Remember Jones and Friends revisit the ’60s, and the ’70s, by bringing ‘Tommy’ to the stage

remember jones tommy review

RICHARD VERNICK

From left, Taylor Tote, Remember Jones, Stevi Incremona and Declan O’Connell perform “Tommy” at the Paramount Theatre in Asbury Park, Jan. 17.

The Who’s 1969 double album, Tommy, was made into a film in 1975 and a stage musical in 1992. The wildly entertaining ’75 film, which featured members of The Who as well as various actors and guest musicians, still looms large in many people’s minds.

RICHARD VERNICK

JaQuita May performs “The Acid Queen” at the Paramount Theatre.

Tommy may be an essential relic of the ’60s, but you could argue that “Tommy” the movie epitomizes the extravagant excesses of ’70s pop culture even more. So it seemed perfectly fitting that when Remember Jones performed “Tommy” as a concert/theater hybrid at the Paramount Theatre in Asbury Park, Jan. 17 — as part of the 20th annual Light of Day festival — JaQuita May and Bobby Lynch seemed to be channeling the larger-than-life big-screen performances of Tina Turner and Elton John when they performed “The Acid Queen” and “Pinball Wizard,” respectively.

Remember Jones first presented this production at the Axelrod Performing Arts Center in Deal, last year, with many of the same participants. As he did at that show, Marc Rubinstein — who started adding psychedelic visuals to rock concerts in the ’60s under the name Pig Light Show — was on hand to give the show an authentically retro feel, and the action was also enhanced by photos and videos on the screens behind the musicians.

Even when he wasn’t singing, Remember Jones sometimes acted out the part of the rock opera’s title character, playing pinball, for instance, as Lynch sang “Pinball Wizard,” and transforming himself as a charismatic and crowd-pleasing cult leader as Taylor Tote sang “Sally Simpson.” Tote and Stevi Incremona (who sang lead, as Tommy’s mother, on a fiery version of “Smash the Mirror”) contributed backing vocals to many songs but also acted as Tommy’s followers, at times.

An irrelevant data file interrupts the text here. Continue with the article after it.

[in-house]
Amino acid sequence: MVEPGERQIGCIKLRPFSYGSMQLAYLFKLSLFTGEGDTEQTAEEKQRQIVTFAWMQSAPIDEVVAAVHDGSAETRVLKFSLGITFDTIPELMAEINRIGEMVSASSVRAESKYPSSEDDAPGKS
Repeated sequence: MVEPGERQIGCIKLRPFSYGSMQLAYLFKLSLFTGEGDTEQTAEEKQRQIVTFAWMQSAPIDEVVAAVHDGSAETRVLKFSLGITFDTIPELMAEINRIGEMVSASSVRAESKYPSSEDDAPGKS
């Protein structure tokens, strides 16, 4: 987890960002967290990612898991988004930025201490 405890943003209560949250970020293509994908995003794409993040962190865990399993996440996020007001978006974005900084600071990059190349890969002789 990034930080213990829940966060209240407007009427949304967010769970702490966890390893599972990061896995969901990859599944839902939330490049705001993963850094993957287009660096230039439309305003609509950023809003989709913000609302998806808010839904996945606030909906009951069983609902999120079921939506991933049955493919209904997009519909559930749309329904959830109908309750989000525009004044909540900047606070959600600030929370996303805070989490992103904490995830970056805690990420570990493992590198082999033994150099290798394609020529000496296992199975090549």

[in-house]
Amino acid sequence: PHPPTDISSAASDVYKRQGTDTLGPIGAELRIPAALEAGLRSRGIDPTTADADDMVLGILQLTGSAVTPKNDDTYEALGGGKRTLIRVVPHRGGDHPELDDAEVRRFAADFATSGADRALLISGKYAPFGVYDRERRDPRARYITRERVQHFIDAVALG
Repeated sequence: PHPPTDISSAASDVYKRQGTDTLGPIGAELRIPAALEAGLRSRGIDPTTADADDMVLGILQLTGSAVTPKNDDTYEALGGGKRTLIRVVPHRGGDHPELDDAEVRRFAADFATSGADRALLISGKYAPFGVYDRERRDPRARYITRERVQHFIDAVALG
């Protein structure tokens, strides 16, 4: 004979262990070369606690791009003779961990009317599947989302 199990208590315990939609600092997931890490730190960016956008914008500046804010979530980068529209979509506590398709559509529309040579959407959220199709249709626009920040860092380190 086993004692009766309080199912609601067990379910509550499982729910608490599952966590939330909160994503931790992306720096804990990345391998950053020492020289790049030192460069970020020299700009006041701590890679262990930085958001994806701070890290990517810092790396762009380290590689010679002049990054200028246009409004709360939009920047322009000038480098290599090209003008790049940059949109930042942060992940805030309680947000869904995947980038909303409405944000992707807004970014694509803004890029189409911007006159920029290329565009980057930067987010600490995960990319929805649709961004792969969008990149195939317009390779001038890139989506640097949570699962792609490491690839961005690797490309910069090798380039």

This was a big, boisterous production, with 20 musicians joined by a series of guest stars. Among those making the biggest impressions, in addition to the ones mentioned above, were singer-guitarist Billy Walton, who projected a strutting, super-confident presence as the Hawker (on the blues-rock number “Eyesight to the Blind”); Johnny Pisano (best known as Willie Nile’s bassist), showcasing his powerful voice as The Doctor on “Go to the Mirror!”; and Lance Larson, projecting hiss-worthy villainy as the creepy Uncle Ernie on “Fiddle About” and “Tommy’s Holiday Camp.”

JOHN POSADA

Bobby Lynch performs “Pinball Wizard” at the Paramount Theatre.

The band was riveting on its own, too, particularly on an extended version of the instrumental, “Sparks.” Drummer Joe Bellia deserves a special mention, since after playing Keith Moon’s demanding parts on “Tommy,” he had to make it over to the Stone Pony, quickly, for another Light of Day show with his band, The Weeklings.

Even though this production took some of its visual clues from the movie, it put a slightly different spin on the story. Roger Daltrey played Tommy, in the movie, as blissed out and enlightened but also somewhat passive as he ascends to cult-guru status. Remember Jones’ Tommy is a more assertive faux leader, cynically and almost gleefully manipulating his followers for his own advantage.

This was not, by any means, an overtly political show. But perhaps we shouldn’t be surprised that this kind of interpretation came along at this particular time in history.

Remembers Jones and a 25-piece orchestra will perform Kanye West’s “808s & Heartbreak” album at Brooklyn Bowl, Feb. 13 at 8 p.m.; and the Starland Ballroom in Sayreville, Feb. 13 at 7 p.m.

Also, an 8 p.m. April 24 Remember Jones show produced in association with the Asbury Park Music + Film Festival at the Count Basie Center for the Arts in Red Bank, will be dedicated to Joe Cocker’s “Mad Dogs & Englishmen” double album.

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